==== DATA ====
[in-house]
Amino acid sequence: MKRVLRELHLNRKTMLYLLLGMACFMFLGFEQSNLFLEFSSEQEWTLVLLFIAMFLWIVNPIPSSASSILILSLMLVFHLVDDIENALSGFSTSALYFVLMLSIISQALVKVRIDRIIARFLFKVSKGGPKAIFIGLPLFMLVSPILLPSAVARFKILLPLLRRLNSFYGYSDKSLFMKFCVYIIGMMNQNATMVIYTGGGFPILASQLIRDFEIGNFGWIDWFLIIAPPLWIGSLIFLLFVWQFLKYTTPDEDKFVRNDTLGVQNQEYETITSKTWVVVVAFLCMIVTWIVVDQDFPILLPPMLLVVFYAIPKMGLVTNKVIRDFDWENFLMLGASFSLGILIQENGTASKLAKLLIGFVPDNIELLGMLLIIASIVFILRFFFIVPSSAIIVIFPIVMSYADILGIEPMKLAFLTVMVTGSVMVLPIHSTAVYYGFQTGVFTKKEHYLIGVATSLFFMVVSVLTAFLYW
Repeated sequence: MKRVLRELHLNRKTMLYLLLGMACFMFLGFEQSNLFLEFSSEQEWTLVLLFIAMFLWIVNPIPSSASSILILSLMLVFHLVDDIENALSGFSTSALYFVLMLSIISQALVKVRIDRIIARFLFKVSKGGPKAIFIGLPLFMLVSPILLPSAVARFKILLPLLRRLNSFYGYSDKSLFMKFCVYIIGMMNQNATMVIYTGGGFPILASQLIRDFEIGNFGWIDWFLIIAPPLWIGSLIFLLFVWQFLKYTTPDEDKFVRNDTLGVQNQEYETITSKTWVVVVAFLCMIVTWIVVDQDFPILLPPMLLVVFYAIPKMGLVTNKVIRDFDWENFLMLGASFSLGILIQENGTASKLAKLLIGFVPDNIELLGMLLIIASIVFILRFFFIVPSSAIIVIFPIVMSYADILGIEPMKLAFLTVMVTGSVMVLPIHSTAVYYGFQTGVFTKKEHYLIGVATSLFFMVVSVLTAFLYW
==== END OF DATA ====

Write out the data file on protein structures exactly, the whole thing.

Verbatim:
[in-house]
Amino acid sequence: MKRVLRELHLNRKTMLYLLLGMACFMFLGFEQSNLFLEFSSEQEWTLVLLFIAMFLWIVNPIPSSASSILILSLMLVFHLVDDIENALSGFSTSALYFVLMLSIISQALVKVRIDRIIARFLFKVSKGGPKAIFIGLPLFMLVSPILLPSAVARFKILLPLLRRLNSFYGYSDKSLFMKFCVYIIGMMNQNATMVIYTGGGFPILASQLIRDFEIGNFGWIDWFLIIAPPLWIGSLIFLLFVWQFLKYTTPDEDKFVRNDTLGVQNQEYETITSKTWVVVVAFLCMIVTWIVVDQDFPILLPPMLLVVFYAIPKMGLVTNKVIRDFDWENFLMLGASFSLGILIQENGTASKLAKLLIGFVPDNIELLGMLLIIASIVFILRFFFIVPSSAIIVIFPIVMSYADILGIEPMKLAFLTVMVTGSVMVLPIHSTAVYYGFQTGVFTKKEHYLIGVATSLFFMVVSVLTAFLYW
Repeated sequence: MKRVLRELHLNRKTMLYLLLGMACFMFLGFEQSNLFLEFSSEQEWTLVLLFIAMFLWIVNPIPSSASSILILSLMLVFHLVDDIENALSGFSTSALYFVLMLSIISQALVKVRIDRIIARFLFKVSKGGPKAIFIGLPLFMLVSPILLPSAVARFKILLPLLRRLNSFYGYSDKSLFMKFCVYIIGMMNQNATMVIYTGGGFPILASQLIRDFEIGNFGWIDWFLIIAPPLWIGSLIFLLFVWQFLKYTTPDEDKFVRNDTLGVQNQEYETITSKTWVVVVAFLCMIVTWIVVDQDFPILLPPMLLVVFYAIPKMGLVTNKVIRDFDWENFLMLGASFSLGILIQENGTASKLAKLLIGFVPDNIELLGMLLIIASIVFILRFFFIVPSSAIIVIFPIVMSYADILGIEPMKLAFLTVMVTGSVMVLPIHSTAVYYGFQTGVFTKKEHYLIGVATSLFFMVVSVLTAFLYW